Squatting becomes a criminal offence on 1st September, protecting homeowners and landlords from occupation and serious damage to their property.
The Legal Aid Sentencing and Punishment of Offenders (LASPO) Act received royal assent on 3rd May, 11 months after it was introduced to parliament. The Act will, for the first time, outlaw squatting and offenders will face up to six months in jail and a maximum £5,000 fine if they move into a property without permission.
This is great news for estate and lettings agents, whose clients have suffered the serious consequences of having their property occupied and been powerless to resolve the situation. As well as making squatting a crime, the new legislation contains other changes intended to make it easier for homeowners to prove that their home is being occupied unlawfully. Also, there will no longer be a requirement to show that a squatter has displaced a resident and that the victim has nowhere else to live.
Some specialist insurances cover damage caused by squatters and the costs of eviction, but most household policies do not. And where cover is in place, because it is currently only a civil offence, it can be a long and very expensive haul to evict the squatters.
Particularly vulnerable are rental homes that have voids between lets – squatter groups in cities like Brighton monitor removal activity and have been known to occupy an empty house within hours of the tenants moving out.
As a further illustration of the confidence of squatters, and that they have every right to live wherever they choose, later this month; from 17th – 20th May, there will be the ‘Squatters Convergence in Brighton’ with their slogan ‘Oh we do like to squat beside the seaside’. SNOB, the Squatters Network of Brighton, says “Celebrate squatting, meet squatters from all over the UK and other countries, spread the word about what’s going on in your city, and mobilise for action against the squatting ban right on Mike Weatherley’s door step.” Mr Weatherley is the Conservative MP for Hove and Portslade.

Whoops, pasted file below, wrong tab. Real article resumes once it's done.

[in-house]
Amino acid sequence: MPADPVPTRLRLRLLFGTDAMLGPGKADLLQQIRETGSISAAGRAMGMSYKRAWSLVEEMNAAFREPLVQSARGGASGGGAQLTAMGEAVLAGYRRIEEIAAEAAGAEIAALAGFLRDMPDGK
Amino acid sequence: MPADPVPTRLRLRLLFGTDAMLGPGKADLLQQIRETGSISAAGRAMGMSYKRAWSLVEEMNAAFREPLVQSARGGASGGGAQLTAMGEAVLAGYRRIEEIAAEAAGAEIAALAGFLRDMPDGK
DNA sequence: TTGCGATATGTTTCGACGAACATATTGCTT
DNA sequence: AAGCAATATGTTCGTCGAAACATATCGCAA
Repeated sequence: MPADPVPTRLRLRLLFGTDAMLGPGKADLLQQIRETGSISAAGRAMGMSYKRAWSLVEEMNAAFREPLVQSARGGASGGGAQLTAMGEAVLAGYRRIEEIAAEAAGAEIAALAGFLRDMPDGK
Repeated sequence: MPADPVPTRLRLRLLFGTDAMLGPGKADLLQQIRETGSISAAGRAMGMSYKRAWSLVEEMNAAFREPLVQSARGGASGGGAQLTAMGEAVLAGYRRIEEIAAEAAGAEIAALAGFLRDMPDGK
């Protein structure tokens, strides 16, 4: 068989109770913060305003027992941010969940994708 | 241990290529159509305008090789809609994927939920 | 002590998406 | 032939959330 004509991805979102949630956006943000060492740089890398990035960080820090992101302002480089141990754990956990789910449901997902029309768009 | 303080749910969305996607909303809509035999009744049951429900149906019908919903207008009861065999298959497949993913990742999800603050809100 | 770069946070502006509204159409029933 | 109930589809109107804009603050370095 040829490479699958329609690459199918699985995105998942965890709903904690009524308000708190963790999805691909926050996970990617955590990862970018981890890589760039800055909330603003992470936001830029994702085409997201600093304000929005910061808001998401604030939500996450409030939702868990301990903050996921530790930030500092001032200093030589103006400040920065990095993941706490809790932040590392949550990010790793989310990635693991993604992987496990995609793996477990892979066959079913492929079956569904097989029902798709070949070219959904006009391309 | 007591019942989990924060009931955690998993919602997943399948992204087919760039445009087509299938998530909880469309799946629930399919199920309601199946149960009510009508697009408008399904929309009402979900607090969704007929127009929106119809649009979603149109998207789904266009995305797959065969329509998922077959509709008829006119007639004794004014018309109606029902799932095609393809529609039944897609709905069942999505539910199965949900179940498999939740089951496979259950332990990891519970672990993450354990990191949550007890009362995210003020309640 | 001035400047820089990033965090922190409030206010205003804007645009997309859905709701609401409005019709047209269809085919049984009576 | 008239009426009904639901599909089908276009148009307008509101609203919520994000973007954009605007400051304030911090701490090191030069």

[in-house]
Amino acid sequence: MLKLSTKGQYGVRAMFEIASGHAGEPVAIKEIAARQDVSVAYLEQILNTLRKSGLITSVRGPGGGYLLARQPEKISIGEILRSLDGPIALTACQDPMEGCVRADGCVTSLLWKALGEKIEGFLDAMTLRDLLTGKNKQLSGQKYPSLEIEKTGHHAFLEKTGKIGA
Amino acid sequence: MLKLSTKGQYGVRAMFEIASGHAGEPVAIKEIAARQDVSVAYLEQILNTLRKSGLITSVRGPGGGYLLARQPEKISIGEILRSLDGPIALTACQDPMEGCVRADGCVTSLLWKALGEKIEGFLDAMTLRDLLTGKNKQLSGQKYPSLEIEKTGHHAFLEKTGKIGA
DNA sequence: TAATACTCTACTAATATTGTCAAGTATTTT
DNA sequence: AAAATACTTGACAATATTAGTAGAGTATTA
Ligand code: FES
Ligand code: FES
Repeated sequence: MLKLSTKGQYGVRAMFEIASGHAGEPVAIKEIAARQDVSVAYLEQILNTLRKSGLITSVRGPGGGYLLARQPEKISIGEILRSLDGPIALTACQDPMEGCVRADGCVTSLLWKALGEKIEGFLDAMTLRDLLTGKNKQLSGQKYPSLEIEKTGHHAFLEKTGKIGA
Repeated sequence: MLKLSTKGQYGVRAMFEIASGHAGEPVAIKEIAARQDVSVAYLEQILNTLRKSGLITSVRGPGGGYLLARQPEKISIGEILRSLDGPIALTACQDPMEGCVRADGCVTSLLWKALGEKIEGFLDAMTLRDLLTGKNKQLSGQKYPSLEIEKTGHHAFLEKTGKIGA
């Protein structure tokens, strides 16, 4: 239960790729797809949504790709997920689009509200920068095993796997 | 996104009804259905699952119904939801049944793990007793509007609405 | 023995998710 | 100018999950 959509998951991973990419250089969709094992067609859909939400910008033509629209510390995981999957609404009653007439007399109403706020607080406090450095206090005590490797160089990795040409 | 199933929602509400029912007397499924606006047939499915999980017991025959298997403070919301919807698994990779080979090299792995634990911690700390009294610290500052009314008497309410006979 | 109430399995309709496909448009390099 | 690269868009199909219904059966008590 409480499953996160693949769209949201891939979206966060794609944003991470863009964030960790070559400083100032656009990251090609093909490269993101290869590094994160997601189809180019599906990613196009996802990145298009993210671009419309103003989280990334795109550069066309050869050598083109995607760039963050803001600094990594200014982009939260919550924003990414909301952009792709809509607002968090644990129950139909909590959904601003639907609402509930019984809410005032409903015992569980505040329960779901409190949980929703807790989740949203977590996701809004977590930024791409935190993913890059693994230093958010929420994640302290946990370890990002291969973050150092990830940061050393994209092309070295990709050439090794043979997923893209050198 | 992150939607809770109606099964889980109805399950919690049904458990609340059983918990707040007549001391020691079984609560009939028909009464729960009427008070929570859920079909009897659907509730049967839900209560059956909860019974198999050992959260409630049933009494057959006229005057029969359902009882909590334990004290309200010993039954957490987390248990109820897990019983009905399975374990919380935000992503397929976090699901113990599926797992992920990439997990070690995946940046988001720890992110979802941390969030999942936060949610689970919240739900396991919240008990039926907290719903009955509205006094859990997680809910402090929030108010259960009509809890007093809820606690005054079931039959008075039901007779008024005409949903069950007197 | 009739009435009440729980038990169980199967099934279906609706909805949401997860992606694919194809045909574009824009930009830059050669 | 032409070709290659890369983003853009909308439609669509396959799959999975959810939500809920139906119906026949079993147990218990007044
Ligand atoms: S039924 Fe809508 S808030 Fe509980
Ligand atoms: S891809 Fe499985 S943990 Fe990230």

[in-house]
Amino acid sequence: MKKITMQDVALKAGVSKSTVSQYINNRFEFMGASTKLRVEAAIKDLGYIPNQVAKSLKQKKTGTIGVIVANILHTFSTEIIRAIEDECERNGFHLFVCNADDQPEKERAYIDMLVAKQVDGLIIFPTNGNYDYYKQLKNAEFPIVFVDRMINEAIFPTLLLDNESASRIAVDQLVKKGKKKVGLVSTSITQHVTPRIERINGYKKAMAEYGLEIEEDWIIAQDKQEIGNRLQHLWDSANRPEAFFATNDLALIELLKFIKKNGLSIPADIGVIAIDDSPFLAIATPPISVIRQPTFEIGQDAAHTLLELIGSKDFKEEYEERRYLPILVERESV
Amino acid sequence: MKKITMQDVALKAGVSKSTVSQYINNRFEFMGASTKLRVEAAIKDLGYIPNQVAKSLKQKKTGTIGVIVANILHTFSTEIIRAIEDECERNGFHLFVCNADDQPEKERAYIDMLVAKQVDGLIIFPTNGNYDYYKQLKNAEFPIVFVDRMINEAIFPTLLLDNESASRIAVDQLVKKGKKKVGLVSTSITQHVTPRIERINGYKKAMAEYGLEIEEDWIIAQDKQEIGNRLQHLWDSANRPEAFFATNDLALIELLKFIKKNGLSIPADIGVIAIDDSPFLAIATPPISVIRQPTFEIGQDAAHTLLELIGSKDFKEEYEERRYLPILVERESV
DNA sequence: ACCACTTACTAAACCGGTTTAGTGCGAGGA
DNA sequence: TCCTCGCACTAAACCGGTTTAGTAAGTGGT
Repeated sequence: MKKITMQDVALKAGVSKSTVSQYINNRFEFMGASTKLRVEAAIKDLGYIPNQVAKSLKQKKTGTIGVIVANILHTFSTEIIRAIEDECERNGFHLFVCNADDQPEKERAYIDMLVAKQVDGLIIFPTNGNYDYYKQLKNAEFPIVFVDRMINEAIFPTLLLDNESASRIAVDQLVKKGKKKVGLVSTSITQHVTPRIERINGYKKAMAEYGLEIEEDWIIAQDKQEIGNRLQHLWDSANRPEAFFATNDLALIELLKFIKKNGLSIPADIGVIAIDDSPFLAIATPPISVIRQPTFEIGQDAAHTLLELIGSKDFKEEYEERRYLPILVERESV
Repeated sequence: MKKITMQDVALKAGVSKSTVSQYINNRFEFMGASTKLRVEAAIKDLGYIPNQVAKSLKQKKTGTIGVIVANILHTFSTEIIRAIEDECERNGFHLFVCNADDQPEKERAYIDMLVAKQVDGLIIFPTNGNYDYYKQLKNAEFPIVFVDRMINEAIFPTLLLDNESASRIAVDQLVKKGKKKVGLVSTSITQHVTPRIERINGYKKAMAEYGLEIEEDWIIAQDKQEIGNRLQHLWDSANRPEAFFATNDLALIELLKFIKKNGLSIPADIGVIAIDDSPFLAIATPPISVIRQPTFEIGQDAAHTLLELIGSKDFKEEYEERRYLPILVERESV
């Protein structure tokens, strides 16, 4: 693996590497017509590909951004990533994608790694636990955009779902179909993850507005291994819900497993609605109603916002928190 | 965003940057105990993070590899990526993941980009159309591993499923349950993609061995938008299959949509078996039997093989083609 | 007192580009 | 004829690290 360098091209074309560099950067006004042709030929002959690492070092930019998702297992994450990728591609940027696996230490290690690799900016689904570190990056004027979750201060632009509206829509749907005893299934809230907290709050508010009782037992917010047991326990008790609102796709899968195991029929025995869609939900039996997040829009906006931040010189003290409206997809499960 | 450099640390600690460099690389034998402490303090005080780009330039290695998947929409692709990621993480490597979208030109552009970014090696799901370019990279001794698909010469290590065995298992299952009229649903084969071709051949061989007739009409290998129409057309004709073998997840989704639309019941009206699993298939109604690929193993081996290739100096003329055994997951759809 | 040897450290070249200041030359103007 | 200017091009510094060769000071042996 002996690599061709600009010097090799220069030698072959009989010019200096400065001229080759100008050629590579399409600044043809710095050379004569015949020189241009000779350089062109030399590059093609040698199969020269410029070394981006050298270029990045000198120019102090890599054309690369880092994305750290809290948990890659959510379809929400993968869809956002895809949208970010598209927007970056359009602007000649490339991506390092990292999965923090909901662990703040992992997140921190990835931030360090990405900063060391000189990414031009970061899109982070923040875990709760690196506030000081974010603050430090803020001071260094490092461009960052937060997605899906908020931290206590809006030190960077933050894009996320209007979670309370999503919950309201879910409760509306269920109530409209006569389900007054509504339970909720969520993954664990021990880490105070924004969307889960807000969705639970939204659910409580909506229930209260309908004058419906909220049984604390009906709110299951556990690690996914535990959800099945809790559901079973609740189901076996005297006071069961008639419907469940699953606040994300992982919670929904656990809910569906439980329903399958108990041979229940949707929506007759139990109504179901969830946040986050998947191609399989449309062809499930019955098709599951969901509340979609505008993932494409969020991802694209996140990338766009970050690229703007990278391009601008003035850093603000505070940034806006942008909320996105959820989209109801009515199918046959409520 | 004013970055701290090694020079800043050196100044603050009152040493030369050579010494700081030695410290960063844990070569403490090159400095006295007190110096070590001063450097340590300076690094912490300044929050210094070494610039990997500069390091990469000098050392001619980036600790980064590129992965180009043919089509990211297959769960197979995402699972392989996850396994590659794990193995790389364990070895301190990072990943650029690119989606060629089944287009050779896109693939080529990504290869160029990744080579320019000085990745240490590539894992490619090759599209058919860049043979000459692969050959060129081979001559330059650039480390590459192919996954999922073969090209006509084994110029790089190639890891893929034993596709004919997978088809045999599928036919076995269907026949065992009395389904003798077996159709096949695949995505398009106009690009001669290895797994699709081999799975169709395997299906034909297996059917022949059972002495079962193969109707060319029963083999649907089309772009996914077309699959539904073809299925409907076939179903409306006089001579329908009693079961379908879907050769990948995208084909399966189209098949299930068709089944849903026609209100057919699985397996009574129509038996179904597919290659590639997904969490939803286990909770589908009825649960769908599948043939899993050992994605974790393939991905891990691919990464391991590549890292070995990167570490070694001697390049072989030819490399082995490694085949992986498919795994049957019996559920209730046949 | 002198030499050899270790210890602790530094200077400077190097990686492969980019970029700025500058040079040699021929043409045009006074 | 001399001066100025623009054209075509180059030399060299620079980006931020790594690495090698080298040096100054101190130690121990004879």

Campaigners complain that the Act ‘criminalises the homeless’ and will add to the numbers of people living on the streets, but Justice Minister Crispin Blunt says that homeowners need more protection: “For too long squatters have had the justice system on the run,” he said. “Not any more. Hard working homeowners need and deserve a justice system where their rights come first, this new offence will ensure the police and other agencies can take quick and decisive action to deal with the misery of squatting.”
Justice Secretary Kenneth Clarke said: “The Act will fundamentally improve many areas of the justice system and start to tackle the shameful rate of reoffending in this country, as well as ensuring we have clear, tough prison sentences and suitable punishments for criminals who use knives to threaten others, ruin lives with dangerous driving or who squat in people’s homes.”
Housing Minister Grant Shapps tweeted: “At last! Squatting set to become a criminal offence after legislation to protect homeowners received Royal Assent today.”